The first days of testimony at the trial of a former Minneapolis police officer charged in George Floyd’s death were dominated by witnesses to his arrest and countless videos that forced them to relive the trauma of it all over again.
One man who shouted “You can’t win!” at Floyd as the Black man struggled with police, bowed his head and sobbed on the stand. The teenager who shot widely seen bystander video cried as she talked about her guilt over not being able to help Floyd. A firefighter trained as an EMT broke down as she described her frustration because police prevented her from acting to save Floyd’s life. The young cashier who reported that Floyd used a $20 counterfeit bill to buy cigarettes — prompting a call to police — recalled his guilt as he watched Floyd struggling to breathe.
Attorneys on both sides at the trial of former Officer Derek Chauvin face a delicate balance in questioning witnesses who have experienced such pain while trying to advance their cases. The testimony raises questions about how witnesses who have suffered trauma are treated when they participate in the criminal justice system.
New York Law School criminal law professor Kirk Burkhalter, a former detective who leads a program on police reform, said the bystander testimony has been a powerful reminder of how police misconduct is a betrayal to the entire community.
“These people have been walking around with this pain for a year, unbeknownst to us,” he said. “They were victims of a crime. We just cannot forget that. They were trying to do their civic duty and they were prevented from interceding in something that was just completely horrible.”
A former California police chief will be the next leader of the Dallas police department and the Texas city’s first Hispanic chief.
Eddie Garcia, who retired as police chief in San Jose this year, will replace outgoing Police Chief U. Renee Hall, Dallas City Manager T.C. Broadnax announced Wednesday. Garcia’s first day on the job is set for Feb. 3.
Garcia spent nearly three decades rising through the ranks of the San Jose police department before eventually taking over the top job there. He will succeed Hall, who was the first woman to serve a Dallas chief, after she announced she’d be leaving at the end of the year following criticism from city officials over her leadership amid protests and unrest that swept the country over the summer.
Mayor Eric Johnson welcomed Garcia in a statement and called his hiring a “historic moment for Dallas.” Johnson said he looks forward to seeing the new chief’s strategies to make the city safer.
Garcia beat out several other candidates, including current Dallas commanders, and will take over the department as it struggles with a rise in violent crime and dearth of trust among some Black and Latino residents.
Dallas Police Association President Mike Mata said he looks forward to working with Garcia, although his organization had hoped an internal candidate would be named chief.
Garcia brings decades of experience to Dallas and the Texas city has a population similar to San Jose’s in size and demographics. But Mata said the new chief will also have his work cut out for him in bringing down Dallas’ murder rate and would do well to surround himself with commanders who know the city and its politics.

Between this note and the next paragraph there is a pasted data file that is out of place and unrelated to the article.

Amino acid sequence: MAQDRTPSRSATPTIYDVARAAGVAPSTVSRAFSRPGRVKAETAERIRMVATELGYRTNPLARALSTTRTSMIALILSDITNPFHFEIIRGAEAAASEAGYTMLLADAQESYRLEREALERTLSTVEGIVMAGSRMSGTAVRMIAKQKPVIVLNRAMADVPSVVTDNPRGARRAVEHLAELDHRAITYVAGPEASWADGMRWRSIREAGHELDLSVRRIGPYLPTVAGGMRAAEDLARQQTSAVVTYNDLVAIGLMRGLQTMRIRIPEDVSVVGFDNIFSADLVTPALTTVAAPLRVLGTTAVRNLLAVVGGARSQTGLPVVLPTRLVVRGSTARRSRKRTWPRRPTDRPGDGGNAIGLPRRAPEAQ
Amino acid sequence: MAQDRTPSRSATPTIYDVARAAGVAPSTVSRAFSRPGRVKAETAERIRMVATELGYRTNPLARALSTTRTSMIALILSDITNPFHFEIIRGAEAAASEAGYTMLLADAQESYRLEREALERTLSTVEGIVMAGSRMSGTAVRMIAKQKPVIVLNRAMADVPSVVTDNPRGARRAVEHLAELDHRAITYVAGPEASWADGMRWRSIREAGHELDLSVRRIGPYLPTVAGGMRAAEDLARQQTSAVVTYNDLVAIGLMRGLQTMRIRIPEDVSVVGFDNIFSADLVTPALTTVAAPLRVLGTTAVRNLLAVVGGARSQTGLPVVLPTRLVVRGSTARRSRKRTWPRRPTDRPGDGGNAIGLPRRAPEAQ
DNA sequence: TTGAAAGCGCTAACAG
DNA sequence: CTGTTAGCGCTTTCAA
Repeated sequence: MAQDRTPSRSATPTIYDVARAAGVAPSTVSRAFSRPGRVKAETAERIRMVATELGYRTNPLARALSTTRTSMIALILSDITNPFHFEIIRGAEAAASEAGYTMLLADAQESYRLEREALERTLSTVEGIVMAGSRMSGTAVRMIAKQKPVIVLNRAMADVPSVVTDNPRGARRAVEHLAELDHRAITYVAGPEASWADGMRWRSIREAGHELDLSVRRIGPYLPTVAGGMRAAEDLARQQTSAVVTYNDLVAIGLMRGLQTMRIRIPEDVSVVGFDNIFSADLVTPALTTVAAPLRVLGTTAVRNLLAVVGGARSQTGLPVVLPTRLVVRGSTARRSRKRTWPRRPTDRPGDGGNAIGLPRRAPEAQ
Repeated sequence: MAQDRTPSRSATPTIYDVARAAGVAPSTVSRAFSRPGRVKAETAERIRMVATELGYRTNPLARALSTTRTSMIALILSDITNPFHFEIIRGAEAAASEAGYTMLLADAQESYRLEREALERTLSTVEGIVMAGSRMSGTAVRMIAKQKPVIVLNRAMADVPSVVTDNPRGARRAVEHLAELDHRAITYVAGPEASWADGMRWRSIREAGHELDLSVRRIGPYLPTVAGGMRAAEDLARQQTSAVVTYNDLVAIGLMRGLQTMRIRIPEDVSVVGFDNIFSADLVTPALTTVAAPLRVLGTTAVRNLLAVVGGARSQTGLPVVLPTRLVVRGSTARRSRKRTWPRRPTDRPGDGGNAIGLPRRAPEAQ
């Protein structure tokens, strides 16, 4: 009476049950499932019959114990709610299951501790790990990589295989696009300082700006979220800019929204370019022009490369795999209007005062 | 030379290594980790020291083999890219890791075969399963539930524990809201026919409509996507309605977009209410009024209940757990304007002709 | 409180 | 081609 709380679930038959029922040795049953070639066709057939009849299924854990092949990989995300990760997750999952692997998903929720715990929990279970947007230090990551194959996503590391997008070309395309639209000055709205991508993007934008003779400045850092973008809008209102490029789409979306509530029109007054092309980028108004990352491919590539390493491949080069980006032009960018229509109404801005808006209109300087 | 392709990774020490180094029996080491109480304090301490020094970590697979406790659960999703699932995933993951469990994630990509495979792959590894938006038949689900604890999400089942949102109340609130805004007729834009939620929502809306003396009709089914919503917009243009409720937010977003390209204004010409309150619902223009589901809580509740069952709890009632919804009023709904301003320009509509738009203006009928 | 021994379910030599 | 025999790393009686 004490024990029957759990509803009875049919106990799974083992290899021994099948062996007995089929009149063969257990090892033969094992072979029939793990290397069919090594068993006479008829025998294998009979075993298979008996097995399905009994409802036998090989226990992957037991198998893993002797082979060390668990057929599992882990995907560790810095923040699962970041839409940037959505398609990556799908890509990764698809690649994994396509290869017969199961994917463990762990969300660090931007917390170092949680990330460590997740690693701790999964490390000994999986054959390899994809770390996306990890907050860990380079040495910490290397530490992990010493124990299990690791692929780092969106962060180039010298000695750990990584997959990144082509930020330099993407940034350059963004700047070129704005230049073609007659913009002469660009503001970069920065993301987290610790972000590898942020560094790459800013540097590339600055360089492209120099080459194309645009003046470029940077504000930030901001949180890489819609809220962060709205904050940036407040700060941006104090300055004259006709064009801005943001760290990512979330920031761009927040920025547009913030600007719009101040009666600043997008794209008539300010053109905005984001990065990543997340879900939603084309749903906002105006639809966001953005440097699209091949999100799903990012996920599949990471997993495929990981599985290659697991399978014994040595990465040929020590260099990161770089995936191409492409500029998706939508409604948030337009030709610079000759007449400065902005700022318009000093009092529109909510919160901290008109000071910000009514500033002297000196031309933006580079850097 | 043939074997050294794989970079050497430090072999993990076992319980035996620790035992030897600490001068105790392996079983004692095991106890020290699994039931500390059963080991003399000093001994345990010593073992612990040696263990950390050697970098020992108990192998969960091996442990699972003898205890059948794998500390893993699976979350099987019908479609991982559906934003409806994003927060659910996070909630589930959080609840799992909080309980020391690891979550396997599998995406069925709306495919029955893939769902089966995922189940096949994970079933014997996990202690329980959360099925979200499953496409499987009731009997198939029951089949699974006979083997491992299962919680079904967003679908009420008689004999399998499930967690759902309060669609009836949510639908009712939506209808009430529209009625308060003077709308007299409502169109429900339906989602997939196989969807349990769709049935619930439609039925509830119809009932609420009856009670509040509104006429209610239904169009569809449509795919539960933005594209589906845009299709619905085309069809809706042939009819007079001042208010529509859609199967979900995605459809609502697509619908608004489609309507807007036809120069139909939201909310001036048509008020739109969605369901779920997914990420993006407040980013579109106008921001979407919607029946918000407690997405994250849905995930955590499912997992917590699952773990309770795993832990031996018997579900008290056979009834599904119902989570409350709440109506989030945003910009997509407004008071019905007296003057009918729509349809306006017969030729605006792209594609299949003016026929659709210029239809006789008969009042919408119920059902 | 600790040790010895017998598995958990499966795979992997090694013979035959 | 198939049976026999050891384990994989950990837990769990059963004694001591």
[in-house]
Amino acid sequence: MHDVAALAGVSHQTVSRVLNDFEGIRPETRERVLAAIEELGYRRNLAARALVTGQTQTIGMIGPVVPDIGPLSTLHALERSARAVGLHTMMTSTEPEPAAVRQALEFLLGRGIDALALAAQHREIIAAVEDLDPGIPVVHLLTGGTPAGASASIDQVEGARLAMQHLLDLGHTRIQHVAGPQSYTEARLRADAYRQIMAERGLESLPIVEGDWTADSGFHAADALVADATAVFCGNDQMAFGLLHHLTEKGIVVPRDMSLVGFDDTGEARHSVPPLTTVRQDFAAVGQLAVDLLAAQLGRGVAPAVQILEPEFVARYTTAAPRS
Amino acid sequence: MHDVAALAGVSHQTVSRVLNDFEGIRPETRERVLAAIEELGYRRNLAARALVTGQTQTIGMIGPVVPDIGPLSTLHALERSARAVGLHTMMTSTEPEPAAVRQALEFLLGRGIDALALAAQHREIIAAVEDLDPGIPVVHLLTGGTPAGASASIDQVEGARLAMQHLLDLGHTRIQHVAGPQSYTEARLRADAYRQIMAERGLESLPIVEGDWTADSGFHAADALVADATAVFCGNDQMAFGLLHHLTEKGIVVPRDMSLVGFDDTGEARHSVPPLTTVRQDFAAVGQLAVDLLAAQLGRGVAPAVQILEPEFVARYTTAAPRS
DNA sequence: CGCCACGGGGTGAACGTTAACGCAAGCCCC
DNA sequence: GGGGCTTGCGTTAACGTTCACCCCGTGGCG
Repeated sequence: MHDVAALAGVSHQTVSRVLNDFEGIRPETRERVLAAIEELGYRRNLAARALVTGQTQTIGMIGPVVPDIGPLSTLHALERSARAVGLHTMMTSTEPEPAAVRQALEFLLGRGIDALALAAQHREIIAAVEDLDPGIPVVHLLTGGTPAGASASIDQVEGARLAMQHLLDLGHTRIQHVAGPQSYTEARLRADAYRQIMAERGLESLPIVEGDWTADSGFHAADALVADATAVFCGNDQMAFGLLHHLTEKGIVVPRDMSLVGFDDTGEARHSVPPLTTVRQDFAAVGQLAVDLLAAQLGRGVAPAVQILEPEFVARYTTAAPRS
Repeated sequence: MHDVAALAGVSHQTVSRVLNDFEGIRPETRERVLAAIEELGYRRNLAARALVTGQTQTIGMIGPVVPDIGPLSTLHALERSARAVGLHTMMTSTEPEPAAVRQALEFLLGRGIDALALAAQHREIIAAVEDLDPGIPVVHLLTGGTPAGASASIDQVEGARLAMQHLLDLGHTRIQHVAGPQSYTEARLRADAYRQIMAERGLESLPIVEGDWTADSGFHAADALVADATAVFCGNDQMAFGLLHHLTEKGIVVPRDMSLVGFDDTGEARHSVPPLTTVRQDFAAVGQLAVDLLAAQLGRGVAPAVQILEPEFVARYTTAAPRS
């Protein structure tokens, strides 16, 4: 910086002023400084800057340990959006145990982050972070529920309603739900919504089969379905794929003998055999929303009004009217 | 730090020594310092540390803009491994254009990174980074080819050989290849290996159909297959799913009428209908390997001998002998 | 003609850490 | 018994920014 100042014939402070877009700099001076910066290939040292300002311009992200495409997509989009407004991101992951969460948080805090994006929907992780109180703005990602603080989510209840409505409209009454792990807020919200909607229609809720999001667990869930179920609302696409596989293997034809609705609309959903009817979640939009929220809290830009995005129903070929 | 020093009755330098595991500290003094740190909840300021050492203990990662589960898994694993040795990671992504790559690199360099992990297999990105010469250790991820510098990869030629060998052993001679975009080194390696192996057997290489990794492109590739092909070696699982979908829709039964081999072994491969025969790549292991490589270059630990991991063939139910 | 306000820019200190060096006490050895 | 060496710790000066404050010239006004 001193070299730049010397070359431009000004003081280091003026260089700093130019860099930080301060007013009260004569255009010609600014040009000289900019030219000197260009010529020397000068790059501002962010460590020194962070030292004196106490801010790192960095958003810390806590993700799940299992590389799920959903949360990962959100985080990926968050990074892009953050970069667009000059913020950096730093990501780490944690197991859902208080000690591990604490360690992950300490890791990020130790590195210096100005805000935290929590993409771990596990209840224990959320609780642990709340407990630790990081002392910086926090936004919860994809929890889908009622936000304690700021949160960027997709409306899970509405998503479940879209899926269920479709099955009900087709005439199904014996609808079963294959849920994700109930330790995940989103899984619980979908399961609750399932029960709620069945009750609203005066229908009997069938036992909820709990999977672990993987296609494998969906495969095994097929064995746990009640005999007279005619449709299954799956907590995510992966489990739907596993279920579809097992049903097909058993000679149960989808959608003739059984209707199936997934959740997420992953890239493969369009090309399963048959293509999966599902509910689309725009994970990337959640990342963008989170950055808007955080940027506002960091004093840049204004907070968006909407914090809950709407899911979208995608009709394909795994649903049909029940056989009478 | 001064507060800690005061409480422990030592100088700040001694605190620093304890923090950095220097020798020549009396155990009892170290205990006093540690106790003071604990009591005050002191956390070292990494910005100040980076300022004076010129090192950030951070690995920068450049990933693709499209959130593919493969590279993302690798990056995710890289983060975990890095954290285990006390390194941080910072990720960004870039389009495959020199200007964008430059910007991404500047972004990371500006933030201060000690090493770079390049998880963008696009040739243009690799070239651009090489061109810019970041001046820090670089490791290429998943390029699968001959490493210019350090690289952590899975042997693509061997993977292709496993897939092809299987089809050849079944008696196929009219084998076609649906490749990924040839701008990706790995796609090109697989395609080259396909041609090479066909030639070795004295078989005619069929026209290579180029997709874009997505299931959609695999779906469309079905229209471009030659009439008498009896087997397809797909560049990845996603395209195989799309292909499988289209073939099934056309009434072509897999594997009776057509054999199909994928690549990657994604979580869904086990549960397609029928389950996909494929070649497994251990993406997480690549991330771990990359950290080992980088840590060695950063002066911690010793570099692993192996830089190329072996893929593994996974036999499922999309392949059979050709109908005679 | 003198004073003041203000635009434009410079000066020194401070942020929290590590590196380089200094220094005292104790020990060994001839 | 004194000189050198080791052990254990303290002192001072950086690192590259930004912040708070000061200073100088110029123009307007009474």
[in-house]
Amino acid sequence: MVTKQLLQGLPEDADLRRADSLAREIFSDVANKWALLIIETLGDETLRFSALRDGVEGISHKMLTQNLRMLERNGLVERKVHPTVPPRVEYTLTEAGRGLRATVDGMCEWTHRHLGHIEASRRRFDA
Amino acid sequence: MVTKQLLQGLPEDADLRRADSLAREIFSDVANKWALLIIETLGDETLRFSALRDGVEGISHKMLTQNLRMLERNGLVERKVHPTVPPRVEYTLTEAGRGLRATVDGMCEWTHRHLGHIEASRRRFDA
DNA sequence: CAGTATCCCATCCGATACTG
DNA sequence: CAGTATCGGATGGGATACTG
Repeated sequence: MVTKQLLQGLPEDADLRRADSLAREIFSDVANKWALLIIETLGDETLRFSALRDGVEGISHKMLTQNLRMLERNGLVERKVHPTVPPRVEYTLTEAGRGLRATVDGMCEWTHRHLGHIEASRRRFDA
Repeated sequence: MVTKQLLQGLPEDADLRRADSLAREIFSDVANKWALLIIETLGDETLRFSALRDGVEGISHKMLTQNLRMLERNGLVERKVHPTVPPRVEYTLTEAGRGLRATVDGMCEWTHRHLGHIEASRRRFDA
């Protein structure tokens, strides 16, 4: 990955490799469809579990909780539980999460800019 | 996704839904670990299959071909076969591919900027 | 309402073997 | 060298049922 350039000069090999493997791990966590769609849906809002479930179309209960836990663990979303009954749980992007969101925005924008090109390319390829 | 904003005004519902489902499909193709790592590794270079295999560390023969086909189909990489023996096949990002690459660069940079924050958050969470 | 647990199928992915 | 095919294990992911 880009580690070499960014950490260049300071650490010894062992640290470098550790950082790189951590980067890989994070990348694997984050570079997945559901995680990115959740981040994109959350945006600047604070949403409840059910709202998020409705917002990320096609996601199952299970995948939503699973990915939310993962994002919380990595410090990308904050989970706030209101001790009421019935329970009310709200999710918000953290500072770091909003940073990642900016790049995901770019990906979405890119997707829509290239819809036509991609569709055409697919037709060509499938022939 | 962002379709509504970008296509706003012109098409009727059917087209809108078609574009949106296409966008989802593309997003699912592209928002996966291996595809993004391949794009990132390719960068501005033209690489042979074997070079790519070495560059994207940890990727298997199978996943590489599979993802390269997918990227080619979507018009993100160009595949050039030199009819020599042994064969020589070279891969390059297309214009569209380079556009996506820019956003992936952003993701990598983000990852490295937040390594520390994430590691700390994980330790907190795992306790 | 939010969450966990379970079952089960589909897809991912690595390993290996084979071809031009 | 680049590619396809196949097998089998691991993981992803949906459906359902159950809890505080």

Shortly after 9:00pm on Friday, December 25, 2020, Grapevine Police were alerted to a report of a man inside Great Wolf Lodge who made threatening comments and claims of a firearm. The man was no longer in sight when officers arrived but a witness provided a description of the man.
Within minutes of the initial report, several phone calls were made to 9-1-1 about a hotel guest being threatened or in danger. Additional officers were dispatched to the scene, including members of the Northeast Tarrant County SWAT Team, as well as officers from Bedford PD, Euless PD, Hurst PD, Irving PD and Southlake PD. Grapevine Fire medics also staged on the property as a precaution.
Officers began searching the property and securing areas, while also trying to make contact with the witnesses. The threats were traced to the 8th floor of the hotel, so officers evacuated the floor and conducted a room-by-room search of the guest quarters. Guests from the 8th floor were moved to a secure area inside the resort, while guests on other floors were asked to stay in their rooms.
Detectives interviewed the occupants of a room where one of the calls originated, and determined they were not in danger. No reports of injury were ever made, and no suspect was located. Officers cleared all areas of concern at approximately 2:00 a.m. Some officers remained on the property as an additional precaution.
Grapevine Police appreciates all of the employees and guests who reported information, and encourage anyone who sees something suspicious to report it immediately.
In the not-too-distant past, if you wanted to keep tabs on what someone was doing, you’d have to stealthily follow them around town with a camera. Today, however, a quick look at their digital devices would provide you with more information than you ever imagined.
With the infiltration of digital devices into all aspects of daily living—from mobile phones to wearable devices and vehicle connectivity—you amass data simply by going through your 21st-century life. Individuals leave a data-rich, digital footprint wherever they go; whatever they do.
The field of digital forensics emerged as an answer to all this data. Tapping into the wealth of information, investigators use it to unveil the truth even in the murkiest of cases. To help you better understand digital forensics, we spoke with three seasoned experts in the field to get the inside scoop. Keep reading to learn about the field and the critical role digital forensics plays in investigations—as well as some examples of high-profile cases cracked by it.